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Long-Detained Asphalt Ship Leaves Port of Baltimore

The asphalt carrier Asphalt Trader departed the Port of Baltimore on Saturday after resolving multiple safety discrepancies found during port state control inspections in 2016 and 2017.

A three-person examination team from Coast Guard Sector Maryland-National Capital Region Port State Control branch inspected the Asphalt Trader, previously known as the Newlead Granadino, near the end of July 2017. After thorough inspection, the Coast Guard received the necessary documentation and verified that the vessel is in a safe condition to depart Baltimore.

"We have worked with the previous and current crews and owners of the Asphalt Trader and previously named Newlead Granadino for over 10 months," said Chief Warrant Officer Christopher Davis, a Sector Maryland-NCR PSC inspector. "We are really happy to see this vessel operating again, but even happier knowing the ship is now operating at or above the minimum standards for safety and pollution prevention."

During the ship’s examination in September 2016, multiple safety discrepancies were found involving the ship’s fire detection and suppression systems, emergency power and life-saving systems. The original owners were unable to conduct necessary repairs, which left her detained in Baltimore for 10 months. The ship was eventually sold and renamed the Asphalt Trader. Under new management, and with repairs completed, she got under way at last; as of Monday, her AIS signal showed her southbound off the coast of North Carolina.

We Can Fix Climate Change If We First Fix Congress

This article – and the two video links below – will explain two new and innovative techniques to accomplish this. The first idea is a new way to help reduce carbon emissions by first removing the influence money has on the U.S. Congress. Note: this will be easier than you think. The second idea is a money-making ship based program to raise awareness for climate action all around the world.

The Earth’s Thermostat

The academic community inadvertently made a mistake by introducing climate change using mind numbing scientific details. To truly understand what is happening all one needs to worry about is the concentration of carbon in the atmosphere. Carbon in the atmosphere is the earth’s thermostat. Period.

If there is too much carbon dioxide in the atmosphere, the earth will become too hot for life; at least on land. If there is too little carbon dioxide in the atmosphere, the earth will become a frozen wasteland, as happened during Snowball Earth 800 million years ago.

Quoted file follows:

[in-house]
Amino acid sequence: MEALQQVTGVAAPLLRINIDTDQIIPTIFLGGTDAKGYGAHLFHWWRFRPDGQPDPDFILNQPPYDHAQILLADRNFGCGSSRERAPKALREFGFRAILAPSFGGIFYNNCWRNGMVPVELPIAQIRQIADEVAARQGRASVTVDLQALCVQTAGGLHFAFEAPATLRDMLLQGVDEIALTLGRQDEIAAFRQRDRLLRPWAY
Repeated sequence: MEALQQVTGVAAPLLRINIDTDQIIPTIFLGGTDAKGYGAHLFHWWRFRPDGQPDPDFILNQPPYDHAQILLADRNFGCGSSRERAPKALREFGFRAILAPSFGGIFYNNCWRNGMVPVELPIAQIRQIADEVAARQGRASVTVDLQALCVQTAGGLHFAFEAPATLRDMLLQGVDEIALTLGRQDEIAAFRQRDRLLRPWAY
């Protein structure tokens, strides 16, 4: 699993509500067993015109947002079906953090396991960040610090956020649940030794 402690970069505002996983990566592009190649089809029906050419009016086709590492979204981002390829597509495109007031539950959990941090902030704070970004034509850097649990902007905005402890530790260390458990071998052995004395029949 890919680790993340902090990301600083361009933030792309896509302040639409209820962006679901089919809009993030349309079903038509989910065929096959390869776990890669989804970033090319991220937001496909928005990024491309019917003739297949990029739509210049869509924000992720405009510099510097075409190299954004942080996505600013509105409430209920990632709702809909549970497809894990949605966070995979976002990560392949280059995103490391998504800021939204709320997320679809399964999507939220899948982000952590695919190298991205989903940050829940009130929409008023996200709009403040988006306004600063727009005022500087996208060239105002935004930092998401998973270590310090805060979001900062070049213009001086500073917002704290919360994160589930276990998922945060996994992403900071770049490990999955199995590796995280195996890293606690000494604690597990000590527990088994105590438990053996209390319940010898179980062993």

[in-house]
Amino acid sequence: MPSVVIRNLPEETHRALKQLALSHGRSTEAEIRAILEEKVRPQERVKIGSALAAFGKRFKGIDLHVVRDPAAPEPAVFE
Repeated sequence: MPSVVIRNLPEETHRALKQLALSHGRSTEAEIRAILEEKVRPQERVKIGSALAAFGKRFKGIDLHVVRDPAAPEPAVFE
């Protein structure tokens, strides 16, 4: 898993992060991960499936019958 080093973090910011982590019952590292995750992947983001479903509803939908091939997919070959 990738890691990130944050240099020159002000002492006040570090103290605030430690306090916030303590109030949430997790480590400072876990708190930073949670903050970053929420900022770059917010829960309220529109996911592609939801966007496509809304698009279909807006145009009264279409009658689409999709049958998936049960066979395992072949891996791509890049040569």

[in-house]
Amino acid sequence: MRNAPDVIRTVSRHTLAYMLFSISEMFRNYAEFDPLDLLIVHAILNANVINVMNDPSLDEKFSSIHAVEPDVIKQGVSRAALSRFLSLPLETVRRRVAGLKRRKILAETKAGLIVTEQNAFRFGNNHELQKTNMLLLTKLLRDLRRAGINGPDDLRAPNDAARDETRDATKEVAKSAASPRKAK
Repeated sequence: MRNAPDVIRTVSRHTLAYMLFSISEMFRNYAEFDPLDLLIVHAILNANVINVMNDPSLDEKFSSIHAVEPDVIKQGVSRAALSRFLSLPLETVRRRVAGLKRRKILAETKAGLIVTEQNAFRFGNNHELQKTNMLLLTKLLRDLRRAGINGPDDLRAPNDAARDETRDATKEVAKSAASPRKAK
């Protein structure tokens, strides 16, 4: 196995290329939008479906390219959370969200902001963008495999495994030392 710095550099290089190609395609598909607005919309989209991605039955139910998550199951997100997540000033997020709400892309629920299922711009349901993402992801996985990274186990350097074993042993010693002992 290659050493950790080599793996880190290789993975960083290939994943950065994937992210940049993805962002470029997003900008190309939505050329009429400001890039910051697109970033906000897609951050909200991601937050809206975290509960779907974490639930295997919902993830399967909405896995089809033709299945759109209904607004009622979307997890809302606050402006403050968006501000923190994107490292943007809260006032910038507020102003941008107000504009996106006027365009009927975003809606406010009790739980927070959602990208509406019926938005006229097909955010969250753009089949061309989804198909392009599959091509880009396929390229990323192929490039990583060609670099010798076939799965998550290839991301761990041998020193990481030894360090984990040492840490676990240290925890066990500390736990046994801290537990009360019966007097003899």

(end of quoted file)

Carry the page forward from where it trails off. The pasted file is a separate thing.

The natural process of photosynthesis took millions of years to take the carbon out the atmosphere. As it did this, it also changed the carbon dioxide physically and chemically before sequestering it in the earth as coal, oil and natural gas. This carbon is now permanently out of the carbon cycle and can no longer be used to raise and lower the earth’s temperature.

If our civilization was to put the same carbon back in the atmosphere at the same rate photosynthesis took it out, there would be no problem. Life would slowly adapt to a slowly warming planet. But we are currently putting carbon back in the atmosphere about 700 times faster than photosynthesis took it out. This is causing the earth’s temperature to rise faster than at any time in the past two million years.

As a result of this, something is going to change, and the world's food supply might be the first to change. It is estimated that the planet is currently warming about 3,000 times faster than plants can adapt. There are already indications of food shortages in various places around the world. In fact, a new phenomenon known as “flash droughts” will reduce the wheat crop in U.S. in 2017.

Harvard’s School of Public Heath reported that the level of protein in grain has decreased between six and 14 percent due to a warming planet. 60 percent of all vertebrates have gone extinct since 1970 due to habitat loss. Humans are vertebrates, and we are currently in the process of destroying our own habitat.

Lag Time

What makes climate change difficult to appreciate is the extremely long lag between the time when carbon is first released into the air, and when the tangible results of a warming planet are first realized. This lag in timing could be up to a decade or more. The climate change events we are experiencing today are the result of carbon released years ago. This means there are many more years of warming already baked into the system.